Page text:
English sanitation entrepreneur, b. Thorne, Yorkshire 1836, d. London 1910-01-27. Credited with the invention of modern flush toilets. He is erroneously called John Crapper in some versions of the urban legend that grew around his person later in the 20th century.
A large part of the myth surrounding this man comes from Flushed With Pride, his supposed life story, published by Wallace Reyburn in 1968. This little book is very well written and it is very easy to regard the statements in it as fact. In the end though, it's nothing but a delightful source of misinformation sprinkled with enough fact to make it great toilet reading.
Despite some opinions to the contrary, Thomas Crapper was an actual person, very successful in the plumbing business and the holder of a number of related patents. He started as an apprentice in 1847 after going to seek his fortune in London and in 1861 opened his own business. The Crapper company had three outlets in Chelsea and remained in business until 1966. The first two shops were opened by Crapper himself; the third, later the flagship branch of the company, was opened by his partners three years after he retired in 1904. Some companies started by his employees and apprentices are still in business. Thomas Crapper & Co. was revived in 1999 by a company based in Stratford-upon-Avon (better known for Shakespeare than for sanitation goods) which does business on the internet trading in reproductions of authentic Crapper items.
One part of the myth has it that he was actually Sir Thomas Crapper. This is false. Crapper was never knighted. He was, however, employed by a number of members of the British Royal Family as a sanitary engineer, and the company was the holder of royal warrants by both Edward VII and George V (the latter after Crapper's death).
Another common legend is his invention of the "Silent Valveless Water Waste Preventer" (item no. 814 in his catalogue), the original form of the gadget that allows a toilet to be flushed when the cistern is only half full. His company did market this device but the patentholder was a certain Mr. Albert Giblin. Mr. Giblin may have worked for Crapper or, more likely, sold the design to the company. What is certain is that Crapper did not invent it. Crapper himself held only nine patents in the fields of drain improvements, pipe joints, manhole covers and water closets. His nephew, George Crapper, took out a patent in 1897 on a siphonic system that Crapper is often credited for but the man himself, unlike many of his competitors, never patented any related device.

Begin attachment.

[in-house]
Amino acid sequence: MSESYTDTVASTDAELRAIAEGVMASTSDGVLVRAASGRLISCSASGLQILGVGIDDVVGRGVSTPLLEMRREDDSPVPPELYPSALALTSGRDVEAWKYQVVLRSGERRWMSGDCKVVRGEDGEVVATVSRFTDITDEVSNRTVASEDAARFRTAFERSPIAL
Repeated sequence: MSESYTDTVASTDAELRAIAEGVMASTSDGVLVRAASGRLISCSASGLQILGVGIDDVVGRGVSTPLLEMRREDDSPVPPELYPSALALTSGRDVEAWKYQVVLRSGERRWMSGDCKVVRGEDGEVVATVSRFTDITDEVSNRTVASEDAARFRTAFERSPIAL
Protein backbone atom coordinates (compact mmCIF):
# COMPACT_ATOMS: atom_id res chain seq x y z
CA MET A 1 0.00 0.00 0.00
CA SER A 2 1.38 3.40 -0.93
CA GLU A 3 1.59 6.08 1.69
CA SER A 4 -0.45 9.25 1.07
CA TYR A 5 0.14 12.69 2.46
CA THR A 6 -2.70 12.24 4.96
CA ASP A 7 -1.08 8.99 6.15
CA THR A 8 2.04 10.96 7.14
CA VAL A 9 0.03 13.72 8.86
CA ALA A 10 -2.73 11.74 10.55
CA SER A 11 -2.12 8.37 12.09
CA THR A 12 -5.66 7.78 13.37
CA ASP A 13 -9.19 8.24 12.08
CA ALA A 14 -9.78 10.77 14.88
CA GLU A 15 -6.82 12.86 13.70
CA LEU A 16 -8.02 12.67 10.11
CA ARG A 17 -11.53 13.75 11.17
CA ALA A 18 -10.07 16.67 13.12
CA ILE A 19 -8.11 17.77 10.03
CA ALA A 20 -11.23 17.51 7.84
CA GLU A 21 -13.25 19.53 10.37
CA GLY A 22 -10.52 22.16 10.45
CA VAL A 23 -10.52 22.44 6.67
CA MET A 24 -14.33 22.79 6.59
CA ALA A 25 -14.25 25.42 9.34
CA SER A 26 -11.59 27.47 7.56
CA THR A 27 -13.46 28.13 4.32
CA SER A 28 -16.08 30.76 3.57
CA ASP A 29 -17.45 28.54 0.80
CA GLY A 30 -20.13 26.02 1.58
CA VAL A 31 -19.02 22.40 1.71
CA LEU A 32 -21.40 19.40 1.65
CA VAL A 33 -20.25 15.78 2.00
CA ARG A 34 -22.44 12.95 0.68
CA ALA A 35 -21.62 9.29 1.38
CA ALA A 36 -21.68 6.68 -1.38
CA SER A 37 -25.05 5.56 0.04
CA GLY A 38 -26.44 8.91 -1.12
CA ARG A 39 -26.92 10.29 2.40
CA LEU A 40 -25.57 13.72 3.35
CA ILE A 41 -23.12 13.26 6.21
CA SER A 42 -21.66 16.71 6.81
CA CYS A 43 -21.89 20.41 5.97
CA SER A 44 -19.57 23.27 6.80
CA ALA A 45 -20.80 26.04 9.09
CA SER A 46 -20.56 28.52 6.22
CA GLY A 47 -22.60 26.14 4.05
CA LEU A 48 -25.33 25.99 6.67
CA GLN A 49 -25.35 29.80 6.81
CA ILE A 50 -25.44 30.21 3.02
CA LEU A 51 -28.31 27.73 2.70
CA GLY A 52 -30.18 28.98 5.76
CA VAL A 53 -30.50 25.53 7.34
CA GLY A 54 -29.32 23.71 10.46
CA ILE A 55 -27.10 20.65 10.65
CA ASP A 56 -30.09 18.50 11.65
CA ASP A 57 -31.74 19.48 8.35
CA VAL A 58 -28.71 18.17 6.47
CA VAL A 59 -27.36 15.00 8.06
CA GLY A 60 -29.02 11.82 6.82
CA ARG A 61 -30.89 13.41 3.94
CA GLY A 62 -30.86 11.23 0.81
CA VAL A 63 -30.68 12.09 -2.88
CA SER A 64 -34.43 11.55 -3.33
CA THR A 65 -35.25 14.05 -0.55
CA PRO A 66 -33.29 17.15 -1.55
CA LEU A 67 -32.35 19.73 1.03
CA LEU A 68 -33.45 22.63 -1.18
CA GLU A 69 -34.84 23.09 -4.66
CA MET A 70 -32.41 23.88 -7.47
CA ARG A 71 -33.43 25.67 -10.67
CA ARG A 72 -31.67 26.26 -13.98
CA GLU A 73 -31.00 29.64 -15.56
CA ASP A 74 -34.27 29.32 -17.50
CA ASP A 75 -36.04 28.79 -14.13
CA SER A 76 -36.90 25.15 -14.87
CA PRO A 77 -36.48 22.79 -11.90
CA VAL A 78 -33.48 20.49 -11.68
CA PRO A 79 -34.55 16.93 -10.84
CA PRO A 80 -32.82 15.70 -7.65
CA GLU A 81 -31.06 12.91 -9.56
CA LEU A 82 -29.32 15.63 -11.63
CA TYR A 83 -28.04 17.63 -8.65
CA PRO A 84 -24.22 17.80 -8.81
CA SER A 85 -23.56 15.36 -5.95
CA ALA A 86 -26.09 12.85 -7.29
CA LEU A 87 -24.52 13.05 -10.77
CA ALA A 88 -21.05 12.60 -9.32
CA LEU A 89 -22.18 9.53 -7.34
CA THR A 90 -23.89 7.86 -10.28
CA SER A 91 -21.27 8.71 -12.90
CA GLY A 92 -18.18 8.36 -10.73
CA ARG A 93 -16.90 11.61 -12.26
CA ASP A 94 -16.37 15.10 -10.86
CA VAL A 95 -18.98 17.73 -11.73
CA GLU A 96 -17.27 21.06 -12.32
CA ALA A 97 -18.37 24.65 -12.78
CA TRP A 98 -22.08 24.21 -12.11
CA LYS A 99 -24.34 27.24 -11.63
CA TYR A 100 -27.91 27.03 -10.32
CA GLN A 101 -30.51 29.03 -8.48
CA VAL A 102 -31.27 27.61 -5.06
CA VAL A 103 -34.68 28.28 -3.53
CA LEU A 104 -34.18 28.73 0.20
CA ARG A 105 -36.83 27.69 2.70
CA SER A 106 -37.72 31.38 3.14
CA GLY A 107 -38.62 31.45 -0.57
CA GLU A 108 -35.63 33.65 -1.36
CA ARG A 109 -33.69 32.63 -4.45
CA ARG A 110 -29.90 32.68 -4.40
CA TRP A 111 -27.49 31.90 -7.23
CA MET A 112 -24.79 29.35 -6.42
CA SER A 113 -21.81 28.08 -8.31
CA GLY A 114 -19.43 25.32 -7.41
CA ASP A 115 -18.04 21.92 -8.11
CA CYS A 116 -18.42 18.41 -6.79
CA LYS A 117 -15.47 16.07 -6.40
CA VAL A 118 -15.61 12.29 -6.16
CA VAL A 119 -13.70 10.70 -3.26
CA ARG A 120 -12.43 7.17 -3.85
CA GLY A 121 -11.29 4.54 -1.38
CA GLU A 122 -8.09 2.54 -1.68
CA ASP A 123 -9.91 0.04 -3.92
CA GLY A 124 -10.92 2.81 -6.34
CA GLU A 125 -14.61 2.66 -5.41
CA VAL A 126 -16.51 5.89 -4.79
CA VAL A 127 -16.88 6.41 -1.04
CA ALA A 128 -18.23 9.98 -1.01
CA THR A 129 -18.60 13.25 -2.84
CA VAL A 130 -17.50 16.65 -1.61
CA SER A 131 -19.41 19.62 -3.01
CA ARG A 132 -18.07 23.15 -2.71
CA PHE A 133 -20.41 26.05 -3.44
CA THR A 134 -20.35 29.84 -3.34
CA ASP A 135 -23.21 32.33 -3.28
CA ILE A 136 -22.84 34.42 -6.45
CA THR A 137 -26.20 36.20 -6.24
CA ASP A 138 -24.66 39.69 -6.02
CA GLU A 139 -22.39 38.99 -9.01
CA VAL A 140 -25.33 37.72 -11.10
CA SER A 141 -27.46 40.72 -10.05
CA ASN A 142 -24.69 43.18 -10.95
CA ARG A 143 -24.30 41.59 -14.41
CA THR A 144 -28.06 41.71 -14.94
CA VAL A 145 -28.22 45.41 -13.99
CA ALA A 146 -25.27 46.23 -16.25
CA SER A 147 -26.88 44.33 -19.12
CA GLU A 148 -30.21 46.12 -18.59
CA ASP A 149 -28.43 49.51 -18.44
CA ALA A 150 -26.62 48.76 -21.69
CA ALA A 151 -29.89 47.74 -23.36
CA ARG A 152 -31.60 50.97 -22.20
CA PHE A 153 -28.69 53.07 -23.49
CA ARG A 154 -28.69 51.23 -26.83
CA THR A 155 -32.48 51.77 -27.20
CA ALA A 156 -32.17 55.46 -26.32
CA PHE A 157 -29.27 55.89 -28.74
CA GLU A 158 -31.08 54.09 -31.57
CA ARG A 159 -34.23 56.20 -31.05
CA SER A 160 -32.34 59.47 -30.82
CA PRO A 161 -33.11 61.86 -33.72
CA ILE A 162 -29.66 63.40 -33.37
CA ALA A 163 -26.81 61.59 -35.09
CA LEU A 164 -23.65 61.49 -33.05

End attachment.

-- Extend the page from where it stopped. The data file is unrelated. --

Crapper's legacy survives not only in the way we flush our toilets but also contribution of his name to the English language in the form of "crapper." The actual origins of the word are a bit uncertain but it's quite likely that the ubiquity of Crapper's name on plumbing fixtures visited by American soldiers (the more rural of who were impressed by the notion of universal indoor plumbing) during World War I did provide the impetus for its permanent inclusion in the language, later finding its way back across the Atlantic and now enjoyed by the entire English-speaking world. The word "crap," as used in the same context, is definitely older than the man himself and dates back at least to 1846. Its root is associated with the notion of waste in several Germanic languages.
Slowly but surely, the last manhole covers bearing the legend "Thos. Crapper & Co., Sanitary Engineers" are disappearing from southern England, including illustrious locations such as Westminster Abbey and Sandringham, but no doubt nostalgia will preserve many of them. The Science Museum in London has a Thomas Crapper exhibit demonstrating the workings of flush toilets such as the ones Crapper sold, sometimes by an actor pretending to be the gentleman himself.
Even if he did not invent them, it's certain that posterity has a special place for Thomas Crapper--and for his goods. His contribution to modern civilisation and bathroom comfort as we know it today has been more important than one might think. Mr Crapper was at the forefront of an industrial movement that introduced design and marketing to the humble toilet and greatly improved its aesthetics. His work brought the unmentionable out into the open and almost made it a question of fashion in Victorian England.
Wallace Reyburn, "Flushed With Pride"
P & M Magazine
Adam Hart-Davis, "Thunder, Flush and Thomas Crapper"
Thomas Crapper & Co., Stratford-on-Avon